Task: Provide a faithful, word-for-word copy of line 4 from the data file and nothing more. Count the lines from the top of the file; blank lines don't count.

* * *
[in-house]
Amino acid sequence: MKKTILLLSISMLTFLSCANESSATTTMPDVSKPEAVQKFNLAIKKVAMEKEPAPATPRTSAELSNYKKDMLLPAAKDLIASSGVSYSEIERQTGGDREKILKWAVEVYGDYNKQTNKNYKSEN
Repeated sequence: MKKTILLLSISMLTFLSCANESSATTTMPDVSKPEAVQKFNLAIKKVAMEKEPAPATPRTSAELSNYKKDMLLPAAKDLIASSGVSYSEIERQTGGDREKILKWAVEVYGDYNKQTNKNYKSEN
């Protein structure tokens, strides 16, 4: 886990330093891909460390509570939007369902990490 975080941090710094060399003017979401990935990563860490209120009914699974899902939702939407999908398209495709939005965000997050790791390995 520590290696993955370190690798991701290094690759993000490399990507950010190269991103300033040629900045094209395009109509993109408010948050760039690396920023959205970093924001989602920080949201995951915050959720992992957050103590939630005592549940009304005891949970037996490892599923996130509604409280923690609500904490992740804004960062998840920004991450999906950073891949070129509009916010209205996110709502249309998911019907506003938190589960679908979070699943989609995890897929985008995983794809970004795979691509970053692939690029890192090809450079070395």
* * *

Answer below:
């Protein structure tokens, strides 16, 4: 886990330093891909460390509570939007369902990490 975080941090710094060399003017979401990935990563860490209120009914699974899902939702939407999908398209495709939005965000997050790791390995 520590290696993955370190690798991701290094690759993000490399990507950010190269991103300033040629900045094209395009109509993109408010948050760039690396920023959205970093924001989602920080949201995951915050959720992992957050103590939630005592549940009304005891949970037996490892599923996130509604409280923690609500904490992740804004960062998840920004991450999906950073891949070129509009916010209205996110709502249309998911019907506003938190589960679908979070699943989609995890897929985008995983794809970004795979691509970053692939690029890192090809450079070395």